If you've already read this far into this topic, you're probably not against a little work under the hood to tune Photoshop efficiency. In that case, I have a few more tips for adjusting the balance between performance and RAM usage. The way you want to think about these tips is in terms of how much RAM you've got installed. If you have more than 2GB of RAM installed, you've got enough room to tune for maximum performance. If you have less than 2GB installed, you need to make compromises to avoid slowing down Photoshop. OK, here we go.
Bigger Tiles Plug-in
When you open an image, Photoshop breaks it up into tiles so that the tiles loaded into RAM are only those involving the part of the image you're working on. By default, Photoshop tiles are on the small side so that they're easier to load into available RAM. If you have more than 1GB of RAM, you can enable the Bigger Tiles plug-in. Bigger tiles mean fewer tiles, and moving fewer, bigger tiles is more efficient than moving more, smaller tiles, if you have enough RAM.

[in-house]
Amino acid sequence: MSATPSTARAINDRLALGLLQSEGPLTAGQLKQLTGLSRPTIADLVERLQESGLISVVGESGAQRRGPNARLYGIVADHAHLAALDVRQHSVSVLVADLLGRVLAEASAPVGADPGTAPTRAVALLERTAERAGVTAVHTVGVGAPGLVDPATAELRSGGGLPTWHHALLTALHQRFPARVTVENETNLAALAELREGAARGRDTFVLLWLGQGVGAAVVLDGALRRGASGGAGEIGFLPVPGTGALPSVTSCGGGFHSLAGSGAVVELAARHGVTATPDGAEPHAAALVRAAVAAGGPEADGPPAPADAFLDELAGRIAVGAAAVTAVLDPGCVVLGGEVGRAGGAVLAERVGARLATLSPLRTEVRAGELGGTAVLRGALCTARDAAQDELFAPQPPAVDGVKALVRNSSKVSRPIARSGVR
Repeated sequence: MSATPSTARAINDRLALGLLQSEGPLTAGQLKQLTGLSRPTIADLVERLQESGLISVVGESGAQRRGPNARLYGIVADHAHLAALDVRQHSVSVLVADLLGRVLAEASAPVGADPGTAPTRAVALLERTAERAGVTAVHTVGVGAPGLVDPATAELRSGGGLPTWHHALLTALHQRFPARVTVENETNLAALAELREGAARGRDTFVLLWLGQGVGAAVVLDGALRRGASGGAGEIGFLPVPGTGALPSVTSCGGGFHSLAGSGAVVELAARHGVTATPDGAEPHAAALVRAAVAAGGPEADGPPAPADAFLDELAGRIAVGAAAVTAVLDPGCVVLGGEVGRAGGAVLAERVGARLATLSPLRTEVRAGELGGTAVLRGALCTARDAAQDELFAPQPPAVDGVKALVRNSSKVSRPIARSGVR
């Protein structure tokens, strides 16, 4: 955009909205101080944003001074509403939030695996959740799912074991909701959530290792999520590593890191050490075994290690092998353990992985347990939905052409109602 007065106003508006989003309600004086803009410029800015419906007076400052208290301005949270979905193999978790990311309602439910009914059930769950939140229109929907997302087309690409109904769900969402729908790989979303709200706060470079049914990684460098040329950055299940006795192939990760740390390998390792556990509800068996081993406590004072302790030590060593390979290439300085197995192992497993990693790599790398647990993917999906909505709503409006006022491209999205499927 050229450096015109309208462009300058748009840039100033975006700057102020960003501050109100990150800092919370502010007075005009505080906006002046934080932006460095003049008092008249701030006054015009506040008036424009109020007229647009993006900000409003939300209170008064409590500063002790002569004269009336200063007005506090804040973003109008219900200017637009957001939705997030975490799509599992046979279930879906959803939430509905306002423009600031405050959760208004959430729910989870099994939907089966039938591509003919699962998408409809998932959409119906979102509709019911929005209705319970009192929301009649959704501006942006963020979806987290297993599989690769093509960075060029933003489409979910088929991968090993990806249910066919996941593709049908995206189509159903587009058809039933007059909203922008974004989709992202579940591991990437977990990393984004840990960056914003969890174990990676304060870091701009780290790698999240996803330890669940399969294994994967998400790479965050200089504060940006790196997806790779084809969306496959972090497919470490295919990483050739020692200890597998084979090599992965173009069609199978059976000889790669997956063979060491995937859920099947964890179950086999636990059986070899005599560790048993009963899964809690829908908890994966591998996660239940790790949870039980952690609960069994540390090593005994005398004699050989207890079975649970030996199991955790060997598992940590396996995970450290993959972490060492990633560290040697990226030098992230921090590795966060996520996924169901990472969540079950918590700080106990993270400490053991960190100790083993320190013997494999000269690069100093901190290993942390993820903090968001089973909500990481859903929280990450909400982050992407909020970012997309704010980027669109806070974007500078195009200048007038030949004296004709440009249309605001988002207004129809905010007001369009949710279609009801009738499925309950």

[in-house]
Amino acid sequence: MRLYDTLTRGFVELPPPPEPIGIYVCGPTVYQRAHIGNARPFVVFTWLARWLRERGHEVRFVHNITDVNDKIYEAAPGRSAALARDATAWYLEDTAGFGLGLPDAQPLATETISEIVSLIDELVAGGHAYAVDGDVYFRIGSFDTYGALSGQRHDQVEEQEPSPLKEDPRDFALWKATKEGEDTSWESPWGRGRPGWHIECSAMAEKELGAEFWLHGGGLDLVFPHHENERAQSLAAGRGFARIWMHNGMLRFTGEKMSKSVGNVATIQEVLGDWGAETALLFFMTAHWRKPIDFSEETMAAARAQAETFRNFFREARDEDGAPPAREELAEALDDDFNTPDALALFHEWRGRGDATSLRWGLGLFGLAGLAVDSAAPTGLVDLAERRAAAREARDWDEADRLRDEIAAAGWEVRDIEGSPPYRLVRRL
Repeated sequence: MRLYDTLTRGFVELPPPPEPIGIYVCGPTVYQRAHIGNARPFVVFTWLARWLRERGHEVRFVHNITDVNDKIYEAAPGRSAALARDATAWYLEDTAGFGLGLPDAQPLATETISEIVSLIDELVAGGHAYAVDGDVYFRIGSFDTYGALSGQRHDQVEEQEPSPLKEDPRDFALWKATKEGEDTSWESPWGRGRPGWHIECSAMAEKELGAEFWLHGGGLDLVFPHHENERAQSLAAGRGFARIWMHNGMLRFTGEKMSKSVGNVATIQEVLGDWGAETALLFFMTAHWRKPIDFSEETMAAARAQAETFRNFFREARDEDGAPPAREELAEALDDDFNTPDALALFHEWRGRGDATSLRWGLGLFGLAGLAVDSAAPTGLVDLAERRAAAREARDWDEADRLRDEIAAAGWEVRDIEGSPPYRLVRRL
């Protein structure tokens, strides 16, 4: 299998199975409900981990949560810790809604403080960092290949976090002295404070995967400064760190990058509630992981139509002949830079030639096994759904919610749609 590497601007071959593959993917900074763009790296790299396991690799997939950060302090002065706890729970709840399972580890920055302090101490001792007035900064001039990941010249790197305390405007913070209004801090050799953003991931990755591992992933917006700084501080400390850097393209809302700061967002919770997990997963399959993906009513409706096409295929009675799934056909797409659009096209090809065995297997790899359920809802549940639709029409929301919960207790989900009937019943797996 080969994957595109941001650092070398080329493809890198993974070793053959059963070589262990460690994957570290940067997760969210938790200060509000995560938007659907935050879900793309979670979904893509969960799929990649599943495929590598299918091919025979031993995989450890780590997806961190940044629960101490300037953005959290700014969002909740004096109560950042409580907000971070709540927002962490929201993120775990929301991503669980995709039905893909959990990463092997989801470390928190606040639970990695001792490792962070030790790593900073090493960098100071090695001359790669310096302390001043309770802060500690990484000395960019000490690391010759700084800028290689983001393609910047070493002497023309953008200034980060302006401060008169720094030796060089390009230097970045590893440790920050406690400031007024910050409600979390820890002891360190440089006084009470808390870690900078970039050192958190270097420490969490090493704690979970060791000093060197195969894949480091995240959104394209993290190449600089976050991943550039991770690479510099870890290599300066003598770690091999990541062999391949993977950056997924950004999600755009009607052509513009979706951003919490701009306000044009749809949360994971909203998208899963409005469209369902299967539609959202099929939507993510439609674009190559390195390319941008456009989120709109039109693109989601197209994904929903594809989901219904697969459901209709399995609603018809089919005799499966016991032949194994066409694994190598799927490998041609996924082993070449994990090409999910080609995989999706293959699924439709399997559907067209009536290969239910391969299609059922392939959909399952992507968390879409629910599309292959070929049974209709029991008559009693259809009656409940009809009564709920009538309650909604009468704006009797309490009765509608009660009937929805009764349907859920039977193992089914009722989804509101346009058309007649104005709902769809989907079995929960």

To load the Bigger Tiles plug-in:
Photoshop can use a portion of RAM to remember how an image looks at different zoom levels, so that you experience less of a delay each time you zoom in or out on a large layered file. Of course, there isn't enough RAM to cache every possible zoom level, so Photoshop is set to cache six zoom levels by default. If you work with large layered files and aren't short on RAM, you can set Photoshop to use up to eight cache levels. If you want to make more RAM available for other Photoshop operations or you work with small, flattened images, you can lower this value down to one cache level.
To change the number of cache levels: